What excites you most about your research?
Antimicrobial resistance is a global threat and having the opportunity to embark on research in this field is a worthwhile adventure. I am pleased that my research into channels of acquiring antibiotic-resistant bacteria from the community will help buttress previous findings and also help fill some of the knowledge gaps that previously existed.
The excitement I have from my research journey is fuelled by the fact that I am not just identifying problems but also creating solutions. My research offers me a platform to engage in critical thinking, hence helping me harness qualities that make me a better researcher and person.
What challenges have you faced?
As an early-career researcher, facing challenges is inevitable. Some of the challenges I have faced have included inadequate facilities, funding, access to laboratory consumables and limited access to data and publications in line with my specific research.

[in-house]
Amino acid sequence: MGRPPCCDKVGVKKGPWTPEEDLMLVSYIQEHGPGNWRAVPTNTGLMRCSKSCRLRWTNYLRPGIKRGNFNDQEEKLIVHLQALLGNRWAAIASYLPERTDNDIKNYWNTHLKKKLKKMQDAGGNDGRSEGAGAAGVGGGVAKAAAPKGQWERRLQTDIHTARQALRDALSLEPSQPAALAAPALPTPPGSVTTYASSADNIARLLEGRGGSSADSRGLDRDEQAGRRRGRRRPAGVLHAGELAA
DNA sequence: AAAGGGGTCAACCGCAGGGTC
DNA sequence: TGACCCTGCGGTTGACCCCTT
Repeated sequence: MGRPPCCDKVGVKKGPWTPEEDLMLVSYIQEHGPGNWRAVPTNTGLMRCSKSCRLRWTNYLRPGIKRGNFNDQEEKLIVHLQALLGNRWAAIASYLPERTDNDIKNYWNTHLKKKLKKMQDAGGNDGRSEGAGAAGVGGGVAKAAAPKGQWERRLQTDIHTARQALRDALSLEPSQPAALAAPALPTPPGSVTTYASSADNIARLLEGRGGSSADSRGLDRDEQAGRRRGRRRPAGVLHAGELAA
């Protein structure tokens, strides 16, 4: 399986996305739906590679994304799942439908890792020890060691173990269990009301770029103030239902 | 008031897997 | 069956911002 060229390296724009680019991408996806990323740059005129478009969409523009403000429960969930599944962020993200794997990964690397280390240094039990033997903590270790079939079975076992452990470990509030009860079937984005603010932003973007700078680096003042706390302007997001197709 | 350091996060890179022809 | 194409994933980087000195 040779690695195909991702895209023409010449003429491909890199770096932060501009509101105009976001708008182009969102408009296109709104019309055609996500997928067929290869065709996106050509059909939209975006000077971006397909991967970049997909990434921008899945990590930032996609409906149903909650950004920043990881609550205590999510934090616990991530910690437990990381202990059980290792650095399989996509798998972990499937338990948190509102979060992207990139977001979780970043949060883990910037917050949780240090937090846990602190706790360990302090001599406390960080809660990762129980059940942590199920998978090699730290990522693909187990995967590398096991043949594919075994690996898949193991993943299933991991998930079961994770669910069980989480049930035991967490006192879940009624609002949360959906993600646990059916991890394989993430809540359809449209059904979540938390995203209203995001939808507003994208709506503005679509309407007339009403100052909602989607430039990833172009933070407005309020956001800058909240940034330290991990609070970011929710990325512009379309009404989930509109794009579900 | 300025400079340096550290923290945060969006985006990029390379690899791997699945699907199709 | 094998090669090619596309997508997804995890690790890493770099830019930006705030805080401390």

What would you say to women and girls who might be interested in going into your area of research?
I’d love to encourage women and girls to pursue a career in research centered around antimicrobial resistance (AMR). You must see a decision to engage in antimicrobial research as an ample opportunity to help solve a global public health challenge. You might be holding within yourself novel ideas that could help curb this global crisis.
Hence, women and girls must not shy away from pursuing a career in the sciences; they must arise to change the current narrative where we only make up 30% of the world’s researchers. There are many research areas in AMR you can pursue, some of which cut across drug discovery, development of new antimicrobial agents, etc. If you are keen on details, passionate about creating solutions then this is a field for you.